3. Leeson, Francis L. Dictionary of British Peerages. Baltimore: Genealogical Publishing, 1986. Print. (ISBN 0-8063-1121-5).
  4. Sanders, Joanne McRee Edition. English Settlers in Barbados 1637-1800. Baltimore: Genealogical Publishing. Print.
  5. Thirsk, Joan. The Agrarian History of England and Wales. Cambridge: Cambridge University Press: 7 Volumes. Print.
  6. Bullock, L.G. Historical Map of England and Wales. Edinburgh: Bartholomew and Son, 1971. Print.
  7. Filby, P. William and Mary K Meyer. Passenger and Immigration Lists Index in Four Volumes. Detroit: Gale Research, 1985. Print. (ISBN 0-8103-1795-8).
  8. The Norman People and Their Existing Descendants in the British Dominions and the United States Of America. Baltimore: Genealogical Publishing, 1975. Print. (ISBN 0-8063-0636-X).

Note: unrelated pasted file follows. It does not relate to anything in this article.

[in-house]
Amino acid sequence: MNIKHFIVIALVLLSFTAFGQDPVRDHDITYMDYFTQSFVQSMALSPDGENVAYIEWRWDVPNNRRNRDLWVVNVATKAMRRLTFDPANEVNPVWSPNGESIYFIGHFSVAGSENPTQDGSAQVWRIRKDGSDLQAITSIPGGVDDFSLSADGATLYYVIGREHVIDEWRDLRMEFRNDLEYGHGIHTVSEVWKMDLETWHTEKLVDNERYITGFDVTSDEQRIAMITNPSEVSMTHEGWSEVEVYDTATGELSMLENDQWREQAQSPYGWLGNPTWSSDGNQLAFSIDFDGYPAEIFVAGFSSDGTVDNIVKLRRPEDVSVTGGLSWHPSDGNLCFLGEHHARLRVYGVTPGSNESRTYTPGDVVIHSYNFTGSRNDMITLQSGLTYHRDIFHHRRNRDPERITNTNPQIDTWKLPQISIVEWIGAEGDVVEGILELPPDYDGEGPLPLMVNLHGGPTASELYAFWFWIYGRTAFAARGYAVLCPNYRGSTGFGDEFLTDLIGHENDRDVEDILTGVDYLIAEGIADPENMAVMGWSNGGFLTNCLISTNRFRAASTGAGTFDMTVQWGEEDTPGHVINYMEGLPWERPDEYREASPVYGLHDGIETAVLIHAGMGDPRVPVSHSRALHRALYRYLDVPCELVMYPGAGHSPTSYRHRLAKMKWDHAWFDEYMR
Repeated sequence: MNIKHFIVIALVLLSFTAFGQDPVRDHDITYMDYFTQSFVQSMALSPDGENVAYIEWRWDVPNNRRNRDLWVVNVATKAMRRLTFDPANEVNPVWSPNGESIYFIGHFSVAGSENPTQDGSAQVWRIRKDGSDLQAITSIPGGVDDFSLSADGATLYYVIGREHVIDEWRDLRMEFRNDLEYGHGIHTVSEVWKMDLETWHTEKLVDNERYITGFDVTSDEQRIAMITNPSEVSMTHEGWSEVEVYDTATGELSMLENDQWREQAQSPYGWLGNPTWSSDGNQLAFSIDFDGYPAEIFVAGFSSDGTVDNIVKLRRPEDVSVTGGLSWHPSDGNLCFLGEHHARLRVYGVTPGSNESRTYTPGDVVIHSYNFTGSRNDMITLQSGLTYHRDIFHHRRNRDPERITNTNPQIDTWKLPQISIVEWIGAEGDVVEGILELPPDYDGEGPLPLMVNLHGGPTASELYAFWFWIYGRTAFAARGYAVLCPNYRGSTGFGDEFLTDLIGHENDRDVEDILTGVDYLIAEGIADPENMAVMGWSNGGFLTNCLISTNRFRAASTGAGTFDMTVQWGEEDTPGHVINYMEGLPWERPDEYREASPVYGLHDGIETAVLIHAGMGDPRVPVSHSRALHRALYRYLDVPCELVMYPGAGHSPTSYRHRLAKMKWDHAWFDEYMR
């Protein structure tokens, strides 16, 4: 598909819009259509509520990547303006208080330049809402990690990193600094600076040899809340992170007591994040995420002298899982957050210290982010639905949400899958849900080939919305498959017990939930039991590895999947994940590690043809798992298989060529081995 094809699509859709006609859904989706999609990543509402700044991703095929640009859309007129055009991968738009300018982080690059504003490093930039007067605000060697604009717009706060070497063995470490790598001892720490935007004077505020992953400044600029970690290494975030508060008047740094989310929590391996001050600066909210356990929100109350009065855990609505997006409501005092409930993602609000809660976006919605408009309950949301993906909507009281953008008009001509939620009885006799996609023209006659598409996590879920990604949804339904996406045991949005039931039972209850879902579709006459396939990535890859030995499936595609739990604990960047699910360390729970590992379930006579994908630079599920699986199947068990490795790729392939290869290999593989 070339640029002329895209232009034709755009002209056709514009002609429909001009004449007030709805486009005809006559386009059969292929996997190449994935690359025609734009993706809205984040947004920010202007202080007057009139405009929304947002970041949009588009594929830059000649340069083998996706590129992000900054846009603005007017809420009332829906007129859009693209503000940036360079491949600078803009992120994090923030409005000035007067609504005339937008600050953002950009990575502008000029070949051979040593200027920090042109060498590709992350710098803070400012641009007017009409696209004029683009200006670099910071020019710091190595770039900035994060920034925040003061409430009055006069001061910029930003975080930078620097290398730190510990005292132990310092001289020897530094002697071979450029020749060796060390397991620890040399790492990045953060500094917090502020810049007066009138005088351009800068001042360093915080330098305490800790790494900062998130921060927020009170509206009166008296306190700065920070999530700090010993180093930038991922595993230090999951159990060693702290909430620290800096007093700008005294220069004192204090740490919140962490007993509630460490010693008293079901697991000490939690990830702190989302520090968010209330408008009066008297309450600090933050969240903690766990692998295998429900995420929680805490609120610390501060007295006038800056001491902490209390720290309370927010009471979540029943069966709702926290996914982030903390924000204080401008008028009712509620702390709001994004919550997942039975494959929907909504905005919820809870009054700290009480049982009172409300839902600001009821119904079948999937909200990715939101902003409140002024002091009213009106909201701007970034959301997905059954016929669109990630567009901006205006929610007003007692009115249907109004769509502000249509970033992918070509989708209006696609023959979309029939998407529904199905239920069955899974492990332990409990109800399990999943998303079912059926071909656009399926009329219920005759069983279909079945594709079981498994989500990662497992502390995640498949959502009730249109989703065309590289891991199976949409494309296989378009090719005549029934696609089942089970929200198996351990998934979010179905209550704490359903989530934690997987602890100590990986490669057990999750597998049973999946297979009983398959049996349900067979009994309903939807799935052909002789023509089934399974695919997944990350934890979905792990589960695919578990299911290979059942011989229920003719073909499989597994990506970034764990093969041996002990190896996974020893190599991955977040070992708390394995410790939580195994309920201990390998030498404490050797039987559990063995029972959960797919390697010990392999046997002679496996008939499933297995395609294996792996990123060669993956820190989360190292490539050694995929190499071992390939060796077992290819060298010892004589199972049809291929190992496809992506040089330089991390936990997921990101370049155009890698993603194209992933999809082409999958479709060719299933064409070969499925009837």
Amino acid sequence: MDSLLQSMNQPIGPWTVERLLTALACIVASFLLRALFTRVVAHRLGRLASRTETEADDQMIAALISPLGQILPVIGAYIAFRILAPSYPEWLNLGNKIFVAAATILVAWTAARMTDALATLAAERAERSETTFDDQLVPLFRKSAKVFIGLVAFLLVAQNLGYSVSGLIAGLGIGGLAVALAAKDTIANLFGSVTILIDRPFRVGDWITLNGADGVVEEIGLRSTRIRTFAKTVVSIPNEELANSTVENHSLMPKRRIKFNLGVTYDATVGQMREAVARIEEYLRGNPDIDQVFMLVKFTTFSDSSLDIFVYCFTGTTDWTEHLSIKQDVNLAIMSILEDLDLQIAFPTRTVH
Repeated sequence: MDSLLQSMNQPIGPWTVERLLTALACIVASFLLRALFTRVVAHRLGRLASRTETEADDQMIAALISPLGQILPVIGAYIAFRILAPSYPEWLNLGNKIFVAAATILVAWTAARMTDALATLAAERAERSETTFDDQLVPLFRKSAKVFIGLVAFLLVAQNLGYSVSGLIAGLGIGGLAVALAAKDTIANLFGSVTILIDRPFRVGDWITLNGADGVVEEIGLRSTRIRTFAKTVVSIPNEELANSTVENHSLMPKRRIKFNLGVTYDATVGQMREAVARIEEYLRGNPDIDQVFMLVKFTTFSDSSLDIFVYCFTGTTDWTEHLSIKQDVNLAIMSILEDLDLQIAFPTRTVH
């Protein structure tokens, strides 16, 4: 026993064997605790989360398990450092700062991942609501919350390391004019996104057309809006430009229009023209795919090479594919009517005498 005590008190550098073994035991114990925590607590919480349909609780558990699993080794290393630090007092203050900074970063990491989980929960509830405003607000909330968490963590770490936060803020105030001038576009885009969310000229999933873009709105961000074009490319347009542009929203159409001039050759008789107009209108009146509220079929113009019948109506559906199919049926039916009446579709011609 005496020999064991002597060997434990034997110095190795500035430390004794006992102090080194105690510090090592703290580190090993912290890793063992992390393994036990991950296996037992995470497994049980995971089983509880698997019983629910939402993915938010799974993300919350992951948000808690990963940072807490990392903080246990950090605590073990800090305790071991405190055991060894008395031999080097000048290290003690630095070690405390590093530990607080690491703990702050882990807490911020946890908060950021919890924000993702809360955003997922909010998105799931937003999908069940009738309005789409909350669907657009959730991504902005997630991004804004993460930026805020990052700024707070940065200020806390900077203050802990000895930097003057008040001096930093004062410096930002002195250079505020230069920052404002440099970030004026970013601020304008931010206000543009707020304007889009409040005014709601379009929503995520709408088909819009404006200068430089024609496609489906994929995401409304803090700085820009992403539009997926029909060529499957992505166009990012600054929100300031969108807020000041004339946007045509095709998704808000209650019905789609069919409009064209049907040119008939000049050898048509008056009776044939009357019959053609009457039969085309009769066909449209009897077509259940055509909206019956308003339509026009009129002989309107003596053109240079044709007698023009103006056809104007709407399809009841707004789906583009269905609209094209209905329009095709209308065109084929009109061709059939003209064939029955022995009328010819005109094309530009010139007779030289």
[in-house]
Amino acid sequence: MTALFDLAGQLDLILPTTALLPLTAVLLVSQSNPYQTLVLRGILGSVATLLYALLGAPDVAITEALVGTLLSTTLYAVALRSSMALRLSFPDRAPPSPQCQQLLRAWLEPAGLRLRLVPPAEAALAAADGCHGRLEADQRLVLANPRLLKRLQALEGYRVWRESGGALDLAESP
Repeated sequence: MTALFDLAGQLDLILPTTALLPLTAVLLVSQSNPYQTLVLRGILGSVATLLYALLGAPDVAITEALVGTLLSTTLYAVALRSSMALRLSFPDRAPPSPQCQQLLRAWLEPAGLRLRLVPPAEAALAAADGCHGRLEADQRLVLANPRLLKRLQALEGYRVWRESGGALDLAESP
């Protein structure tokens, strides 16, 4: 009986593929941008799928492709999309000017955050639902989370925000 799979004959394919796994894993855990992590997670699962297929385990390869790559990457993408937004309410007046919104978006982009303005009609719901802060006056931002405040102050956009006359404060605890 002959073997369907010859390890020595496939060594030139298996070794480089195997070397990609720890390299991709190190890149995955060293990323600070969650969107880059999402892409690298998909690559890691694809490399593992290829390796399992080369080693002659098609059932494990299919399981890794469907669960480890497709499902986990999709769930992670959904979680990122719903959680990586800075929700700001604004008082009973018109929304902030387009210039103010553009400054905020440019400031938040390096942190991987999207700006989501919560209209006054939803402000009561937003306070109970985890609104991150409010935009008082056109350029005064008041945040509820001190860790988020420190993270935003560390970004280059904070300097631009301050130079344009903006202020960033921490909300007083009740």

9. Egle, William Henry. Pennsylvania Genealogies Scotch-Irish and German. Harrisburg: L.S. Hart, 1886. Print.
  10. Foster, Joseph. Dictionary of Heraldry Feudal Coats of Arms and Pedigrees. London: Bracken Books, 1989. Print. (ISBN 1-85170-309-8).
  11. ...

The Saville Family Crest was acquired from the Houseofnames.com archives. The Saville Family Crest was drawn according to heraldic standards based on published blazons. We generally include the oldest published family crest once associated with each surname.

This page was last modified on 20 June 2016 at 14:10.